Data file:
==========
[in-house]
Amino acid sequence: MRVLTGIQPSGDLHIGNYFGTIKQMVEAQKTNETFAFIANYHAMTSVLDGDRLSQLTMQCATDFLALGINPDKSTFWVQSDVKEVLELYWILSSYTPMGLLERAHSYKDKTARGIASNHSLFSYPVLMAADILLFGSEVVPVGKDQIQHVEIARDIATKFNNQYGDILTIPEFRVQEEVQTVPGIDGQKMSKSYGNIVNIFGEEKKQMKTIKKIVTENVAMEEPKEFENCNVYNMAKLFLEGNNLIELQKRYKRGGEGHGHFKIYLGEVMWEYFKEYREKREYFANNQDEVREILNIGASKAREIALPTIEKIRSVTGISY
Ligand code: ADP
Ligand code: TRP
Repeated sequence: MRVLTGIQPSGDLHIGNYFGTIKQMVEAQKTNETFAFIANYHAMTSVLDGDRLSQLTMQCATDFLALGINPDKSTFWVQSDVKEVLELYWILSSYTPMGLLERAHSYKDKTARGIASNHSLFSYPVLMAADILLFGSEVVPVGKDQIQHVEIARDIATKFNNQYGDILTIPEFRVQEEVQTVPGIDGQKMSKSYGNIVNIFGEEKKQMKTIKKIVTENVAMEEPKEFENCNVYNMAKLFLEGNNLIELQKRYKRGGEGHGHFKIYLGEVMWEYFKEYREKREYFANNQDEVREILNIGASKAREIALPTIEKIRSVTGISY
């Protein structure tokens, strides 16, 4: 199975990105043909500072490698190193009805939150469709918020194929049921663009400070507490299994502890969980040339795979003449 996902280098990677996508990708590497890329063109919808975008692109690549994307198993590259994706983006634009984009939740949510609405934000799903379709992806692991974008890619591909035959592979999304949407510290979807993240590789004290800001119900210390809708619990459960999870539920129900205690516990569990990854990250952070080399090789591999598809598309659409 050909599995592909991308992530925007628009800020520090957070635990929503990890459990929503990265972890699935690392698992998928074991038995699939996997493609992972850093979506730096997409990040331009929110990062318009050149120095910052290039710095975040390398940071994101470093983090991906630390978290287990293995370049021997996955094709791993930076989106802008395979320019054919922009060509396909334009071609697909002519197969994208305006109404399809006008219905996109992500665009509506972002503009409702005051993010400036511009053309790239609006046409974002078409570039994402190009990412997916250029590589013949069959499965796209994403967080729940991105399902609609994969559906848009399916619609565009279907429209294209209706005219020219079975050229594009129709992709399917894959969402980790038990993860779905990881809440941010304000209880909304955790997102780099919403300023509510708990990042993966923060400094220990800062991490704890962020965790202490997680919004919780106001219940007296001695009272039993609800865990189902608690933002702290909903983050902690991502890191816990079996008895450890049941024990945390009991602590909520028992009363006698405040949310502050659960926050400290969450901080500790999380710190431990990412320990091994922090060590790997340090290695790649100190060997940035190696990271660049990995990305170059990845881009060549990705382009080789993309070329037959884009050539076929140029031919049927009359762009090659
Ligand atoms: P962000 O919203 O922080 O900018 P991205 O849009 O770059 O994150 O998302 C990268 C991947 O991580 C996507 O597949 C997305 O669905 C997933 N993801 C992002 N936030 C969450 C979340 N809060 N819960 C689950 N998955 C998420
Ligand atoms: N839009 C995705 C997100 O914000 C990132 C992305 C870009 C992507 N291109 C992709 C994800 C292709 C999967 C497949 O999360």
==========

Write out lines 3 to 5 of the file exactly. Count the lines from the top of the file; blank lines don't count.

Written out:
Ligand code: ADP
Ligand code: TRP
Repeated sequence: MRVLTGIQPSGDLHIGNYFGTIKQMVEAQKTNETFAFIANYHAMTSVLDGDRLSQLTMQCATDFLALGINPDKSTFWVQSDVKEVLELYWILSSYTPMGLLERAHSYKDKTARGIASNHSLFSYPVLMAADILLFGSEVVPVGKDQIQHVEIARDIATKFNNQYGDILTIPEFRVQEEVQTVPGIDGQKMSKSYGNIVNIFGEEKKQMKTIKKIVTENVAMEEPKEFENCNVYNMAKLFLEGNNLIELQKRYKRGGEGHGHFKIYLGEVMWEYFKEYREKREYFANNQDEVREILNIGASKAREIALPTIEKIRSVTGISY